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Health Zone: Diets through the decades; NUTRITION and diet advice is big business. Every day we are bombarded with images of "perfection" to aspire to. But this is by no means a recent fad. RACHEL MURPHY looks at the history of slimming.


OUR obsession with losing weight is not a modern phenomenon. It's one of the oldest rituals known to woman.

The word diet comes from the Greek word "diaita", meaning way of life - and that's what slimming has been to women all over the world for centuries.

Food writer Margaritte Patten says: "We have been slaves to diets throughout history.

"Desired shapes and sizes have changed with fashion, but women have always been weight conscious. It has never been a period when it has been in vogue to be too fat."

Early dieting was based on trial, error and folklore. Elizabethan ladies believed fennel and Indian rhubarb kept them thin by acting as laxatives.

Victorian ladies tightened their corsets to make them look thinner while the pressure on the stomach and ribcage suppressed their appetites - often making them faint. As a last resort, some ate tapeworms.

The concept of calories was explained by German physicist Julius Robert von Mayer in 1842. But it wasn't until the end of the 19th Century that foods were classified into carbohydrates, proteins and fats. Vitamins weren't identified until early in the 20th century.

Doctors and scientists began to take diet and nutrition seriously and by the 1920s the cult of slimming was established.

The desire to be slim was fuelled by Hollywood images of film goddesses such as Greta Garbo and Marlene Dietrich, who ate less because the big screen added pounds to their frame. Bread and potatoes were seen as "stodge" and were the first to go.

This form of dieting was called "banting" after an American doctor who advocated it.

"People were crazy about everything American", says food historian Colin Spencer. "It was fashionable to follow the American lead and eat raw vegetables and salads.

"British people started eating grapefruit for breakfast. It helped women achieve the figure of the day - flat chests and no bottom."

Anorexia existed as far back as the 1920s. Flapper girls cultivated stick-thin arms and skinny bodies to show off their Charleston dresses.

Drug-taking was also a common way to lose weight among upper classes, and doctors would prescribe amphetamine-based drugs to speed up metabolisms. Cigarettes were shamelessly advertised as appetite suppressants.

Meanwhile, a bizarre collection of mechanical devices were in vogue. Women were clamped into a ring of huge metal rollers believing their fat could be rolled away.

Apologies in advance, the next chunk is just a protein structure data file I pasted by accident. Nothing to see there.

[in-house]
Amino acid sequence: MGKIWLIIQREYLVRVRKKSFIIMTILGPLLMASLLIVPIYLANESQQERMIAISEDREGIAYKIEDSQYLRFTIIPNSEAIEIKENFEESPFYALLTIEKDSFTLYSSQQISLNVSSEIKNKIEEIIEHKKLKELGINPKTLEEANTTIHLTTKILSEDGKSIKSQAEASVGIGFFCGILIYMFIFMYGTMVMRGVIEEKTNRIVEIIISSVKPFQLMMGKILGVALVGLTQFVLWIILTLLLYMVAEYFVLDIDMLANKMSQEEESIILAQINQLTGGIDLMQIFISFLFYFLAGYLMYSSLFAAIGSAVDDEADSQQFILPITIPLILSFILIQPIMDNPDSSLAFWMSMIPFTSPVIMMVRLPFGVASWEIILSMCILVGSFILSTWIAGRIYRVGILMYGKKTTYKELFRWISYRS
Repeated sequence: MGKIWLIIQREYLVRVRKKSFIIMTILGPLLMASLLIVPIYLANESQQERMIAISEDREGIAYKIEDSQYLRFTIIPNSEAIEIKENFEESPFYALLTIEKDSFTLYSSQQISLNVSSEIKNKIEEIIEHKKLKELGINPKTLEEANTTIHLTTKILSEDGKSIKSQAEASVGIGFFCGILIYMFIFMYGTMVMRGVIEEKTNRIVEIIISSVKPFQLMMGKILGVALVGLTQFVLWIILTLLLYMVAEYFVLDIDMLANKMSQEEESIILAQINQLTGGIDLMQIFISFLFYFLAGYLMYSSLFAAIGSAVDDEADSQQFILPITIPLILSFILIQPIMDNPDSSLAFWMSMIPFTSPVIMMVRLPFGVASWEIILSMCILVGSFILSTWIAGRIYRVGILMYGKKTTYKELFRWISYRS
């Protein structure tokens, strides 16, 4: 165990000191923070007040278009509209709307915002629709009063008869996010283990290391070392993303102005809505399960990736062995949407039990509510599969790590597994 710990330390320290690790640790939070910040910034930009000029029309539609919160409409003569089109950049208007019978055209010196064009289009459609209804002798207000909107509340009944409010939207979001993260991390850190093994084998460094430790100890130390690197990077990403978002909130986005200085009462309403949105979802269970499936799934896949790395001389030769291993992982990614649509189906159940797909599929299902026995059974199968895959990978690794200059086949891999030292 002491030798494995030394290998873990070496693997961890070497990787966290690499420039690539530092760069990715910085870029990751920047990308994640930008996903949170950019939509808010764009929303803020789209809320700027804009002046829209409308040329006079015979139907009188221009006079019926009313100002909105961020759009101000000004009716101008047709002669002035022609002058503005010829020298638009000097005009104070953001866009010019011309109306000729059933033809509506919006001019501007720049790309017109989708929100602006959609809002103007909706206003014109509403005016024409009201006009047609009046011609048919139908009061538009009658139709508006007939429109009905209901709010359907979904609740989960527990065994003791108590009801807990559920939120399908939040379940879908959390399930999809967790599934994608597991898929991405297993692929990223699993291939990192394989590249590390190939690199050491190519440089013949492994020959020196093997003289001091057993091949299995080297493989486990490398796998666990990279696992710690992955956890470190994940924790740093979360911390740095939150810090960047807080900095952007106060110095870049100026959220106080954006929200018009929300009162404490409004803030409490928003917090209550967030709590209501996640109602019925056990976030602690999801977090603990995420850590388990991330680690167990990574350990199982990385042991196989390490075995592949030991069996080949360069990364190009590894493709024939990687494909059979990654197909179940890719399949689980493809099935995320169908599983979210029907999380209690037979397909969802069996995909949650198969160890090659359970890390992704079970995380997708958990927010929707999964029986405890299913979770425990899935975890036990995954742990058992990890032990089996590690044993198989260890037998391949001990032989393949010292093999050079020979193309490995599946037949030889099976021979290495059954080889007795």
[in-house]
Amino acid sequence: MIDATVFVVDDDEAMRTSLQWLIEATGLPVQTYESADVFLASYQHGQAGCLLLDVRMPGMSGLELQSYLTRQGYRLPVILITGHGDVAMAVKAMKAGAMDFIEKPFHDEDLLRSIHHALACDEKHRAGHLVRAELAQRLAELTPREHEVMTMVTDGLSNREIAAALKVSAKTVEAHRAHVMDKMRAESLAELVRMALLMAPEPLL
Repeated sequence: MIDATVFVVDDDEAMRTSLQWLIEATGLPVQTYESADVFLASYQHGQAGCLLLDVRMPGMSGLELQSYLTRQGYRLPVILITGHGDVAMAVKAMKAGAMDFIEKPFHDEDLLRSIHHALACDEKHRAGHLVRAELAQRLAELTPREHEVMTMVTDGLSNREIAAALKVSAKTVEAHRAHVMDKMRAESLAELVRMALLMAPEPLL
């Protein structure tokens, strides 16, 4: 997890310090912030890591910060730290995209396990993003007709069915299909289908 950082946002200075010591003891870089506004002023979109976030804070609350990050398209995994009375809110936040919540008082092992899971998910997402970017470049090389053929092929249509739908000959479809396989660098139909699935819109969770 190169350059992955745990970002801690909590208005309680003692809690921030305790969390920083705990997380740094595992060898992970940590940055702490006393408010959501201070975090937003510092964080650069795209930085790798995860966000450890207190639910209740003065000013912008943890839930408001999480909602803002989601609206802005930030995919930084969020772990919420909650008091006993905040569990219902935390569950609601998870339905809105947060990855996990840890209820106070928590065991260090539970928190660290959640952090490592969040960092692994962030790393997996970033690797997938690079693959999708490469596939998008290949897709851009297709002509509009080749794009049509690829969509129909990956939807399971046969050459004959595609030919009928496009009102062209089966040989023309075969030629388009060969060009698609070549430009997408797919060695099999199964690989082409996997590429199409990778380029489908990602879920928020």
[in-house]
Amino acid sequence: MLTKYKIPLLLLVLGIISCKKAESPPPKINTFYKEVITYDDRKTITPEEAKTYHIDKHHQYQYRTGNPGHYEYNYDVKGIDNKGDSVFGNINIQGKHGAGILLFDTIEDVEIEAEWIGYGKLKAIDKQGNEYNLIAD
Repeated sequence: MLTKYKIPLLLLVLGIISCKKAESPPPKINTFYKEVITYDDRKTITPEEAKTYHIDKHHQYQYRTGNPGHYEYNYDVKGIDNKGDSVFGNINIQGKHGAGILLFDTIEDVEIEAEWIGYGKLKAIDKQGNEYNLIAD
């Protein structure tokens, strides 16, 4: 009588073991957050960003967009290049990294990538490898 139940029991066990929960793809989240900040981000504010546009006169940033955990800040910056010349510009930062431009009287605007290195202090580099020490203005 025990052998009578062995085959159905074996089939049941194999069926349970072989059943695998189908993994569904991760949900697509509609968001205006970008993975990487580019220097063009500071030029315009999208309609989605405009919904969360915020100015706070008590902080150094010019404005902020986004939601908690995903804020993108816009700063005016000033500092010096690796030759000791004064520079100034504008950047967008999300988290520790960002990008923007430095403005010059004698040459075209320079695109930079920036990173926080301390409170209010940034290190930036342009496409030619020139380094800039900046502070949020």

Margaritte Patten says: "There was no serious dietary layout, and the trend towards eating fruit confused people.

"In the late 1930s there was a fashion for eating oranges, but some believed that as long as you ate oranges you could eat whatever else you liked and still lose weight."

During the Second World War, losing weight was very low on the public agenda. And most women worked harder and ate less due to rationing.

So in the 1950s people made up for lost time. It became the only period in the century when it was fashionable to be plump.

Marilyn Monroe, right, was the living proof, but millions of women became overweight. By 1957 curves were history again. Christian Dior launched his new range of "wasp waist" dresses with voluminous skirts that required a 22in waist.

Almost overnight the dieting industry boomed again, and has stayed that way ever since.

Here's a look at its highs and lows. We've awarded marks out of 10 for staying power.



The banana diet: When rationing ended, bananas became popular. The banana diet was a strict low-calorie diet that included a lot of salad. The bananas filled you up and reduced sugar cravings.

The oil diet: This faddy, word-of-mouth diet claimed that drinking a "miracle mixture" of sunflower and olive oil before a meal would metabolise food better. It just made dieters ill.

RDX pills: RDX "full-stomach" pills were made of starchy carbohydrates and fibre which expanded when you drank water. Their motto was "the fat just melts away". Of course it didn't.


Food combining: Diets based on separating proteins and carbs became popular during the 50s. Eaten together, protein and starch were said to take 13 hours to digest. This theory was put forward by William Hay in the 19th century. 7/10

Meal replacements: Metrecal, a complete, nutritionally-balanced milkshake meal in a can, was imported from the US. 8/10

Food writer Margaritte Patten says: "It was post-war, women would try anything and there was little understanding of basic nutrition. The Hay diet has been much criticised but it works for many as it's been updated ever since."



Amphetamines: It was common to take amphetamine-based slimming pills to speed up metabolism. Some were low-dosage and legally prescribed. Others, sold on the black market, made women buzz so much they led to nervous disorders.

The bread and butter diet: This short-lived fad involved living on calorie-controlled quantities of bread and butter and nothing else. It was often misunderstood. People thought you could eat unlimited quantities.

Ayds slimming tablets: Chewy, carbohydrate and fibre-loaded pills were used by dieters as they filled you up. But the awful taste made you crave sweet food.


Slimming aids: Widely advertised in magazines and newspapers. The Daily Mirror carried ads for the artificial sweetener Saxin and the meal replacement drink Biskca. Plenty of modern versions are around today. 6/10